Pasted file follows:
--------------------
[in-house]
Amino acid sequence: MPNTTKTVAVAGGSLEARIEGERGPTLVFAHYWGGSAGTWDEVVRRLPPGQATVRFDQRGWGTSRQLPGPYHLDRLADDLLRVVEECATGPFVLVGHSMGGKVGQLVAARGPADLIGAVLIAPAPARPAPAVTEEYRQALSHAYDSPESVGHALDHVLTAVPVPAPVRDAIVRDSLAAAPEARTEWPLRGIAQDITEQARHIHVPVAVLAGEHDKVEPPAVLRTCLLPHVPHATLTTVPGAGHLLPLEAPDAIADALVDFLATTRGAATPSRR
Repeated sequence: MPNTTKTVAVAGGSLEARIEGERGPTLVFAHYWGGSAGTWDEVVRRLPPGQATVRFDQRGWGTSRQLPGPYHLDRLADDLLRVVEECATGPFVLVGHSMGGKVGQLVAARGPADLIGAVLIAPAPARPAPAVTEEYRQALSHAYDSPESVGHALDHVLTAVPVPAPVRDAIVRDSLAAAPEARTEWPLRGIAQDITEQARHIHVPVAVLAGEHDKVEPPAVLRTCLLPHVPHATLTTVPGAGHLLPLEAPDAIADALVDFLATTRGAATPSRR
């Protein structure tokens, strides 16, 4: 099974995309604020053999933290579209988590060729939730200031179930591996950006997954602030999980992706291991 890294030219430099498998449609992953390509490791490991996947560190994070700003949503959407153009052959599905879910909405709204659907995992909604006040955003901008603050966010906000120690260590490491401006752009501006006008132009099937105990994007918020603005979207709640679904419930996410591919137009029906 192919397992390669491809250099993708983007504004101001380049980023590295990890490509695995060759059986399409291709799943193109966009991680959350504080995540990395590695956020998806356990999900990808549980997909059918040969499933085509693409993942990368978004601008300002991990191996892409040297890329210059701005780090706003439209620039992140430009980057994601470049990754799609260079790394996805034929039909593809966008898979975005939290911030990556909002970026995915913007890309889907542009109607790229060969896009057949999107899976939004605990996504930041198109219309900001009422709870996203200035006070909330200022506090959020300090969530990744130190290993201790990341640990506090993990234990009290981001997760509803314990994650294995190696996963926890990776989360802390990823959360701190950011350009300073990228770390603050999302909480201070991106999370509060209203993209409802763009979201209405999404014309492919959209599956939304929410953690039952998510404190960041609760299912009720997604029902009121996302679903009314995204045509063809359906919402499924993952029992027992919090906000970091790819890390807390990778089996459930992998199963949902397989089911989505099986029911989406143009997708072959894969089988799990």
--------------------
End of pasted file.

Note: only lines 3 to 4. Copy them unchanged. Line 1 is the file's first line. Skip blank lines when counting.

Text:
Repeated sequence: MPNTTKTVAVAGGSLEARIEGERGPTLVFAHYWGGSAGTWDEVVRRLPPGQATVRFDQRGWGTSRQLPGPYHLDRLADDLLRVVEECATGPFVLVGHSMGGKVGQLVAARGPADLIGAVLIAPAPARPAPAVTEEYRQALSHAYDSPESVGHALDHVLTAVPVPAPVRDAIVRDSLAAAPEARTEWPLRGIAQDITEQARHIHVPVAVLAGEHDKVEPPAVLRTCLLPHVPHATLTTVPGAGHLLPLEAPDAIADALVDFLATTRGAATPSRR
């Protein structure tokens, strides 16, 4: 099974995309604020053999933290579209988590060729939730200031179930591996950006997954602030999980992706291991 890294030219430099498998449609992953390509490791490991996947560190994070700003949503959407153009052959599905879910909405709204659907995992909604006040955003901008603050966010906000120690260590490491401006752009501006006008132009099937105990994007918020603005979207709640679904419930996410591919137009029906 192919397992390669491809250099993708983007504004101001380049980023590295990890490509695995060759059986399409291709799943193109966009991680959350504080995540990395590695956020998806356990999900990808549980997909059918040969499933085509693409993942990368978004601008300002991990191996892409040297890329210059701005780090706003439209620039992140430009980057994601470049990754799609260079790394996805034929039909593809966008898979975005939290911030990556909002970026995915913007890309889907542009109607790229060969896009057949999107899976939004605990996504930041198109219309900001009422709870996203200035006070909330200022506090959020300090969530990744130190290993201790990341640990506090993990234990009290981001997760509803314990994650294995190696996963926890990776989360802390990823959360701190950011350009300073990228770390603050999302909480201070991106999370509060209203993209409802763009979201209405999404014309492919959209599956939304929410953690039952998510404190960041609760299912009720997604029902009121996302679903009314995204045509063809359906919402499924993952029992027992919090906000970091790819890390807390990778089996459930992998199963949902397989089911989505099986029911989406143009997708072959894969089988799990």